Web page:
of my master that he refused nothing, coarse or 
fine. He undertook everything, which he did in 
the best way he could. He fitted-up and tempered 
his own tools, and adapted them to every purpose, 
and taught me to do the same. This readiness 
brought him in an overflow of work, and the 
work-place was filled with the coarsest kind of 
steel stamps, pipe moulds, bottle moulds, brass clock 
faces, door plates, coffin plates, bookbinders letters 
and stamps, steel, silver, and gold seals, mourning 
rings, &c. He also undertook the engraving of 
arms, crests and cyphers, on silver, and every kind 
of job from the silversmiths ; also engraving bills 
of exchange, bank notes, invoices, account heads, 
and cards. These last he executed as well as did 
most of the engravers of the time ; but what he 
excelled in was ornamental silver engraving. In 
this, as far as I am able to judge, he was one of 
the best in the kingdom; and, I think, upon the 
whole, he might be called an ingenious, self-taught 
artist. The higher department of engraving, such 
as landscape or historical plates, I dare say, was 
hardly ever thought of by my master; at least not 
till I was nearly out of my apprenticeship, when 
he took it into his head to leave me in charge 
of the business at home, and to go to London for 
the purpose of taking lessons in etching and en- 
graving large copper plates. There was, however, 
little or no employment in this way in Newcastle, 
and he had no opportunity of becoming clever at 


it ; so he kept labouring on with such work as 
before named, in which I aided him with all my 
might. I think he was the best master in the 
world for teaching boys, for he obliged them to 
put their hands to every variety of work. Every 
job, coarse or fine, either in cutting or engraving, 
I did as well as I could, cheerfully; but the busi- 
ness of polishing copper plates, and hardening and 
polishing steel seals, was always irksome to me. 
I had wrought at such as this a long time, and at 
the coarser kind of engraving (such as I have no-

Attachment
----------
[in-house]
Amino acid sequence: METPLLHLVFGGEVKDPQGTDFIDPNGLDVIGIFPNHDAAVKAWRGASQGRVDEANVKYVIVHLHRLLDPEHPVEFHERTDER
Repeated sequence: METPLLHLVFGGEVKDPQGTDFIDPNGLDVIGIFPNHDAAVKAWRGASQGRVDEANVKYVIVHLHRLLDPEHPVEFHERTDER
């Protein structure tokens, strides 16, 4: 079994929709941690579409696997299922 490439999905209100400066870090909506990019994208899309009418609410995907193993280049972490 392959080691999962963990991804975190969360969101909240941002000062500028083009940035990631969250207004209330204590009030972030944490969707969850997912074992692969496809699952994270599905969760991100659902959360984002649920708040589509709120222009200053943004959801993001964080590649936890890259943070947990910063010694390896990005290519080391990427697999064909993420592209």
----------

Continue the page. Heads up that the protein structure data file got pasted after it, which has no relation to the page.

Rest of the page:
ticed before), till my hands had become as hard and 
enlarged as those of a blacksmith. I, however, in 
due time, had a greater share of better and nicer 
work given me to execute; such as the outside and 
inside mottos on rings, and sometimes arms and 
crests on silver, and seals of various kinds, for which 
I made all the new steel punches and letters. We 
had a great deal of seal cutting, in which my 
master was accounted clever, and in this I did 
my utmost to surpass him. 

While we were going on in this way, we were 
occasionally applied to by printers to execute wood 
cuts for them. In this branch my master was 
very defective. What he did was wretched. He 
did not like such jobs ; on which account they 
were given to me ; and the opportunity this af- 
forded of drawing the designs on the wood was 
highly gratifying to me. It happened that one 
of these, a cut of the " George and Dragon" for 
a bar bill, attracted so much notice, and had so 
many praises bestowed upon it, that this kind of 


work greatly increased, and orders were received 
for cuts for children's books; chiefly for Thomas 
Saint, printer, Newcastle, and successor of John 
White, who had rendered himself famous for his 
numerous publications of histories and old ballads. 
With the singing of the latter, tne streets of 
Newcastle were long greatly enlivened ; and, on 
market days, visitors, as well as the town's people, 
were often highly gratified with it. What a cheer- 
ful, lively time this appeared to me and many 
others ! This state of things, however, changed 
when public matters cast a surly gloom over the 
character of the whole country ; and these sing- 
ing days, instead of being regulated by the ma- 
gistrates, were, in their wisdom, totally put an 
end to. 

My time now became greatly taken up with de- 
signing and cutting a set of wood blocks for the 
" Story-teller," " Gay's Fables," and " Select Fa- 
bles," together with cuts of a similar kind, for 
printers. Some of the Fable cuts were thought 
so well of by my master that he, in my name, 
sent impressions of a few of them to be laid be- 
fore the Society for the Encouragement of Arts, 
&c., and I obtained a premium. This I received 
shortly after I was out of my apprenticeship, and 
it was left to my choice whether I would have it 
in a gold medal, or money, (seven guineas). I 
preferred the latter ; and I never in my life felt 
greater pleasure than in presenting it to my mo- 
ther. On this occasion, amongst the several con-